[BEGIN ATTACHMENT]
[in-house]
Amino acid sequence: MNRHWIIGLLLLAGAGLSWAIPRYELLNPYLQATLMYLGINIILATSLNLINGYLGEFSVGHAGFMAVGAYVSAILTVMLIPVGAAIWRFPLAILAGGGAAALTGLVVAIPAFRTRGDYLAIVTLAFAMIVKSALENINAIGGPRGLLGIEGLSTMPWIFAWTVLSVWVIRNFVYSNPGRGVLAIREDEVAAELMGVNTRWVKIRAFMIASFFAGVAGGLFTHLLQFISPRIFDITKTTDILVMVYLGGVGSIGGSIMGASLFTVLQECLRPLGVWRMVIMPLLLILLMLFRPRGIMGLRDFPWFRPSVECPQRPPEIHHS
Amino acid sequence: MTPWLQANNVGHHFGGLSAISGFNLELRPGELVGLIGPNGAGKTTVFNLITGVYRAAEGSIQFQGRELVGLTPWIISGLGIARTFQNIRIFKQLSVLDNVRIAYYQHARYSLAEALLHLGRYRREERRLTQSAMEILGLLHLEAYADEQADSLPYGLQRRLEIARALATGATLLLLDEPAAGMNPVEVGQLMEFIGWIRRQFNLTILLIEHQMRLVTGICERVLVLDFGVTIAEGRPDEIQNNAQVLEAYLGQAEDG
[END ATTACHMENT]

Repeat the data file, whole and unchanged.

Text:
[in-house]
Amino acid sequence: MNRHWIIGLLLLAGAGLSWAIPRYELLNPYLQATLMYLGINIILATSLNLINGYLGEFSVGHAGFMAVGAYVSAILTVMLIPVGAAIWRFPLAILAGGGAAALTGLVVAIPAFRTRGDYLAIVTLAFAMIVKSALENINAIGGPRGLLGIEGLSTMPWIFAWTVLSVWVIRNFVYSNPGRGVLAIREDEVAAELMGVNTRWVKIRAFMIASFFAGVAGGLFTHLLQFISPRIFDITKTTDILVMVYLGGVGSIGGSIMGASLFTVLQECLRPLGVWRMVIMPLLLILLMLFRPRGIMGLRDFPWFRPSVECPQRPPEIHHS
Amino acid sequence: MTPWLQANNVGHHFGGLSAISGFNLELRPGELVGLIGPNGAGKTTVFNLITGVYRAAEGSIQFQGRELVGLTPWIISGLGIARTFQNIRIFKQLSVLDNVRIAYYQHARYSLAEALLHLGRYRREERRLTQSAMEILGLLHLEAYADEQADSLPYGLQRRLEIARALATGATLLLLDEPAAGMNPVEVGQLMEFIGWIRRQFNLTILLIEHQMRLVTGICERVLVLDFGVTIAEGRPDEIQNNAQVLEAYLGQAEDG